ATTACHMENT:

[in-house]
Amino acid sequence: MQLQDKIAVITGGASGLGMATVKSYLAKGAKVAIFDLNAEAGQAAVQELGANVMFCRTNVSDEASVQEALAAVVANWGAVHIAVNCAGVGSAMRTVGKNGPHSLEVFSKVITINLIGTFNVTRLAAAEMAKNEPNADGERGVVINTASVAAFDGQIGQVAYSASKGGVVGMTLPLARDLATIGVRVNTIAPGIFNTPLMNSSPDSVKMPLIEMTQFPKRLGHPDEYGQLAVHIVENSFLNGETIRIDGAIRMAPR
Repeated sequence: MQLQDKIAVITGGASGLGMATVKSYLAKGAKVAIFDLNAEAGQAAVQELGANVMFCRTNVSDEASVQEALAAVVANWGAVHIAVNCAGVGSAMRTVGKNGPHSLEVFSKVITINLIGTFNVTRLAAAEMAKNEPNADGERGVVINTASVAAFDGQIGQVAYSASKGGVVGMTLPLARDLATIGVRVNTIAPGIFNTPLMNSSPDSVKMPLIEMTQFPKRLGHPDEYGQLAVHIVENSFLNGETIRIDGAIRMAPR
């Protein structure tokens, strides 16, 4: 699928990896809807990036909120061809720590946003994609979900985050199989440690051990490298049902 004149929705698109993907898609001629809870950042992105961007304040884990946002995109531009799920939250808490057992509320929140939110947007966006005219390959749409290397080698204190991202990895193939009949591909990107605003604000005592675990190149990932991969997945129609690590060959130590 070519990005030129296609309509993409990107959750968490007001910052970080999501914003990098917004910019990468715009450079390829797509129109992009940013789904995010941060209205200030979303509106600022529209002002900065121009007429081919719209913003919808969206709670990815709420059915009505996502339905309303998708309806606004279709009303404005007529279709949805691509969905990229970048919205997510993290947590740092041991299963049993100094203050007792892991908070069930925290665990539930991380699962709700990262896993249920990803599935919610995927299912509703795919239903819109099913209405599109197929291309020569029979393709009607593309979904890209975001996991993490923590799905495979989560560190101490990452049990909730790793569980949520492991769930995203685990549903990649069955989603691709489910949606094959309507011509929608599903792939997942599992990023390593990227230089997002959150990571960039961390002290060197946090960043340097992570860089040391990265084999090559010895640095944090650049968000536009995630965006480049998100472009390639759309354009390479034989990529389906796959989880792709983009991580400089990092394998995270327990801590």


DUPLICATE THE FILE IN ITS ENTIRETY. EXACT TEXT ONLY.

[in-house]
Amino acid sequence: MQLQDKIAVITGGASGLGMATVKSYLAKGAKVAIFDLNAEAGQAAVQELGANVMFCRTNVSDEASVQEALAAVVANWGAVHIAVNCAGVGSAMRTVGKNGPHSLEVFSKVITINLIGTFNVTRLAAAEMAKNEPNADGERGVVINTASVAAFDGQIGQVAYSASKGGVVGMTLPLARDLATIGVRVNTIAPGIFNTPLMNSSPDSVKMPLIEMTQFPKRLGHPDEYGQLAVHIVENSFLNGETIRIDGAIRMAPR
Repeated sequence: MQLQDKIAVITGGASGLGMATVKSYLAKGAKVAIFDLNAEAGQAAVQELGANVMFCRTNVSDEASVQEALAAVVANWGAVHIAVNCAGVGSAMRTVGKNGPHSLEVFSKVITINLIGTFNVTRLAAAEMAKNEPNADGERGVVINTASVAAFDGQIGQVAYSASKGGVVGMTLPLARDLATIGVRVNTIAPGIFNTPLMNSSPDSVKMPLIEMTQFPKRLGHPDEYGQLAVHIVENSFLNGETIRIDGAIRMAPR
């Protein structure tokens, strides 16, 4: 699928990896809807990036909120061809720590946003994609979900985050199989440690051990490298049902 004149929705698109993907898609001629809870950042992105961007304040884990946002995109531009799920939250808490057992509320929140939110947007966006005219390959749409290397080698204190991202990895193939009949591909990107605003604000005592675990190149990932991969997945129609690590060959130590 070519990005030129296609309509993409990107959750968490007001910052970080999501914003990098917004910019990468715009450079390829797509129109992009940013789904995010941060209205200030979303509106600022529209002002900065121009007429081919719209913003919808969206709670990815709420059915009505996502339905309303998708309806606004279709009303404005007529279709949805691509969905990229970048919205997510993290947590740092041991299963049993100094203050007792892991908070069930925290665990539930991380699962709700990262896993249920990803599935919610995927299912509703795919239903819109099913209405599109197929291309020569029979393709009607593309979904890209975001996991993490923590799905495979989560560190101490990452049990909730790793569980949520492991769930995203685990549903990649069955989603691709489910949606094959309507011509929608599903792939997942599992990023390593990227230089997002959150990571960039961390002290060197946090960043340097992570860089040391990265084999090559010895640095944090650049968000536009995630965006480049998100472009390639759309354009390479034989990529389906796959989880792709983009991580400089990092394998995270327990801590």